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Hopkins protest should never have been allowed

Signs cover the walls inside of Garland Hall during the sit-in. At Johns Hopkins University, a group of students sat in the university's administration building for weeks as part of their protest against private police.
Signs cover the walls inside of Garland Hall during the sit-in. At Johns Hopkins University, a group of students sat in the university's administration building for weeks as part of their protest against private police. (Ulysses Munoz / Baltimore Sun)

I read your article about the Garland Hall month-long occupation, and I was sickened and horrified (“The lessons of the Hopkins occupation,” May 8). I attended Johns Hopkins for four years from 1980-1984. I received a master’s degree in chemistry.

When I was there, I knew a lot of the undergrads. They were almost to a man (or woman) extremely focused and hard working. They were all heads down, laser focused on finishing their degrees. These were serious young people who were there for business. I can't even imagine those students taking part in this nonsense at Garland Hall. This crop of undergrads who would do this is way below the standards of the undergrads I knew.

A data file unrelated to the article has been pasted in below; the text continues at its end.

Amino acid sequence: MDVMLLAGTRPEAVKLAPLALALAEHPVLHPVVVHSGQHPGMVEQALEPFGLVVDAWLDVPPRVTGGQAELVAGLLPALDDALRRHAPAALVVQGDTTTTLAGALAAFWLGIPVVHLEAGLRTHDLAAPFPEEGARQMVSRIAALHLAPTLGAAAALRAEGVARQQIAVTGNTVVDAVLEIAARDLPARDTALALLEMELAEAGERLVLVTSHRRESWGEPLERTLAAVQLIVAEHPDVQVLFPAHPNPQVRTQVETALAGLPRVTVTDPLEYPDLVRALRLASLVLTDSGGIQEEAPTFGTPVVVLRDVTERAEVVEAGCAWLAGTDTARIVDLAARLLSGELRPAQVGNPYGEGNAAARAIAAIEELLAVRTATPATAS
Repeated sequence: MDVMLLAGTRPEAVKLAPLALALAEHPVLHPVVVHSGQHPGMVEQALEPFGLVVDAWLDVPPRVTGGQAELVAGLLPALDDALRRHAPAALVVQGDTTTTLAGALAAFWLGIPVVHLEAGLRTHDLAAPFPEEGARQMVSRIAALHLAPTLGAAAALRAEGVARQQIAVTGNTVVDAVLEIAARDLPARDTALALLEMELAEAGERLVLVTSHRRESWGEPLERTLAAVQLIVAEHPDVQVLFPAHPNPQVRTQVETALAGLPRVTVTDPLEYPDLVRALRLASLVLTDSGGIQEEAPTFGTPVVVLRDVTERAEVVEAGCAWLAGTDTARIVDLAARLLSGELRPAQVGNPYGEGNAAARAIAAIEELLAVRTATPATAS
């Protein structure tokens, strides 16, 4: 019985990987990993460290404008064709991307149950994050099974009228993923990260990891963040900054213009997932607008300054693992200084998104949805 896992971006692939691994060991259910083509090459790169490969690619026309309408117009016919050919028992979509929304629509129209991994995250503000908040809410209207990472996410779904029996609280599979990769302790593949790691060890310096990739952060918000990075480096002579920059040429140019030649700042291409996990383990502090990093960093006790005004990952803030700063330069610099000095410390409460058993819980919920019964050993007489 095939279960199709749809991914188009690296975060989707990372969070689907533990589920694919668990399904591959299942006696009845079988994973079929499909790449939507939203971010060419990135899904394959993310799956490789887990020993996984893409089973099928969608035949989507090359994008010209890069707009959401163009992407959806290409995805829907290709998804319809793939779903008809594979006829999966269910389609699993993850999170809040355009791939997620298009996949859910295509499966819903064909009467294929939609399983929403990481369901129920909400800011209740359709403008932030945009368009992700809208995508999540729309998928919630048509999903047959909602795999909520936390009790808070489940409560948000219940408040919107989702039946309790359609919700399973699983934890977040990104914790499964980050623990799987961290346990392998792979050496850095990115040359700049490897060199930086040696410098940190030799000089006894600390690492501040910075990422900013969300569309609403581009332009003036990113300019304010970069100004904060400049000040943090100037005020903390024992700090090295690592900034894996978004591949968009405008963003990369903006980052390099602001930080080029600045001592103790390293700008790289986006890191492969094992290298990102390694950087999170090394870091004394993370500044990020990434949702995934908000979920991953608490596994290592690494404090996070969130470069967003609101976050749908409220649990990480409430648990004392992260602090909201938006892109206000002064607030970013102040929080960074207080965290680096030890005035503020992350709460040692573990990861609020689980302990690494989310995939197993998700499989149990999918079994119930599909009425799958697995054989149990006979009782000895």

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And then there is Hopkins President Ronald J. Daniels. He allowed a group of students and outside agitators to disrupt the university’s operations for a month, causing problems to the majority of students who are there to work hard and get their degrees. The protesters should have been removed after 30 minutes, not 30 days. And they should not receive a slap on the wrist but be expelled from school and made to reapply. This would never have happened under Milton Eisenhower.

President Daniels has done Hopkins a great disservice and is not worthy of leading this great institution. He let down the majority of students who are trying to do their work and complete their degrees in favor of spoiled entitled snowflakes who think they have a right to disrupt other peoples efforts to get a degree. He should step down or be fired so they can find a person who values the heritage and history of The Johns Hopkins University and is willing to protect it.

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Avraham Sonenthal, Baltimore

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